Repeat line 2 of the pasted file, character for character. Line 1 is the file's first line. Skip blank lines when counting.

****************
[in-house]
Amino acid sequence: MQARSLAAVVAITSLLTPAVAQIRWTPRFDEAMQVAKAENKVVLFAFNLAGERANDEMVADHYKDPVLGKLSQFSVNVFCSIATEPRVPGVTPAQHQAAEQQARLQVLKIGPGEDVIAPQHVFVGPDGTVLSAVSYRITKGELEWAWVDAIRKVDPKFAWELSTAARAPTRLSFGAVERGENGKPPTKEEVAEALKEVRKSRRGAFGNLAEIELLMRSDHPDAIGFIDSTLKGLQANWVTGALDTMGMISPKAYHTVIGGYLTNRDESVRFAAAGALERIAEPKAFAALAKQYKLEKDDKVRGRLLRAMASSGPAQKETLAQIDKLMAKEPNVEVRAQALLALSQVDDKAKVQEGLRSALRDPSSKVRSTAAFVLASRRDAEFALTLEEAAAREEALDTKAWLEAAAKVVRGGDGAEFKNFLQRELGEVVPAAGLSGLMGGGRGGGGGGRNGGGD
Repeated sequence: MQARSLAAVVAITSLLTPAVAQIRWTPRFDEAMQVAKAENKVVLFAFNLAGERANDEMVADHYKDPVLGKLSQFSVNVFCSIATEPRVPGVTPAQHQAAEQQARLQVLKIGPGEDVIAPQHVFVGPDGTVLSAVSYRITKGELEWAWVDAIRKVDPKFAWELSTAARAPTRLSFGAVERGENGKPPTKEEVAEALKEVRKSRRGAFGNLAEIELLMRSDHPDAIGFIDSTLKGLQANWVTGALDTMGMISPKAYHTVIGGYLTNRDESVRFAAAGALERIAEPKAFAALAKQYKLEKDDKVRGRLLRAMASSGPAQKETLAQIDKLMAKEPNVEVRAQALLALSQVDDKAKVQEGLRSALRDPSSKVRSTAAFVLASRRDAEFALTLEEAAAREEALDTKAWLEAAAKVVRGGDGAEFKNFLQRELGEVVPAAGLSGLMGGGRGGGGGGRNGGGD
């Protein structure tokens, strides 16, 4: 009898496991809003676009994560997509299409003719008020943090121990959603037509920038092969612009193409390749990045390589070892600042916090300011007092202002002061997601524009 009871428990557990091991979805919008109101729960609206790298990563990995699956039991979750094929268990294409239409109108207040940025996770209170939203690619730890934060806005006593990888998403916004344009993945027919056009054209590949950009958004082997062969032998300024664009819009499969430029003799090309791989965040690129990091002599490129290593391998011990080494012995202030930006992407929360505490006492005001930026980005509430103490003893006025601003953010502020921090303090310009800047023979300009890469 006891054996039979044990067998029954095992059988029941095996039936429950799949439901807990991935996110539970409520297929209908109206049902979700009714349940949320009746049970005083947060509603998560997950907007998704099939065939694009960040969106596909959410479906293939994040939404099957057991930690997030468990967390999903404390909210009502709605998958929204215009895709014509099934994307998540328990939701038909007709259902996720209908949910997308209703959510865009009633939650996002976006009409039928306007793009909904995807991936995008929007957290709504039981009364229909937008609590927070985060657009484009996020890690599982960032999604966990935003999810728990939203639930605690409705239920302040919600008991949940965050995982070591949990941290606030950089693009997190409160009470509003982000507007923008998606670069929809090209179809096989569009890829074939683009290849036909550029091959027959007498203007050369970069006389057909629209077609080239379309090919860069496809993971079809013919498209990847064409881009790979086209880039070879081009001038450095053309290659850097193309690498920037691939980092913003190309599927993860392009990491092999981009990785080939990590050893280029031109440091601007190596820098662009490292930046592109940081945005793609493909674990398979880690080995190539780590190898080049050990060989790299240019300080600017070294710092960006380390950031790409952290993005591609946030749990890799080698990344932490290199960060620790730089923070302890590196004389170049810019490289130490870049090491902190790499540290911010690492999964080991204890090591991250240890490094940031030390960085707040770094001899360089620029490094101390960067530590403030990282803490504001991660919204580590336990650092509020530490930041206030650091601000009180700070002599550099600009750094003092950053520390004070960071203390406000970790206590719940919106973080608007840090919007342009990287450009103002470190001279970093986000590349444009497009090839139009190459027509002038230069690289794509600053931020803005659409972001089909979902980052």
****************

Amino acid sequence: MQARSLAAVVAITSLLTPAVAQIRWTPRFDEAMQVAKAENKVVLFAFNLAGERANDEMVADHYKDPVLGKLSQFSVNVFCSIATEPRVPGVTPAQHQAAEQQARLQVLKIGPGEDVIAPQHVFVGPDGTVLSAVSYRITKGELEWAWVDAIRKVDPKFAWELSTAARAPTRLSFGAVERGENGKPPTKEEVAEALKEVRKSRRGAFGNLAEIELLMRSDHPDAIGFIDSTLKGLQANWVTGALDTMGMISPKAYHTVIGGYLTNRDESVRFAAAGALERIAEPKAFAALAKQYKLEKDDKVRGRLLRAMASSGPAQKETLAQIDKLMAKEPNVEVRAQALLALSQVDDKAKVQEGLRSALRDPSSKVRSTAAFVLASRRDAEFALTLEEAAAREEALDTKAWLEAAAKVVRGGDGAEFKNFLQRELGEVVPAAGLSGLMGGGRGGGGGGRNGGGD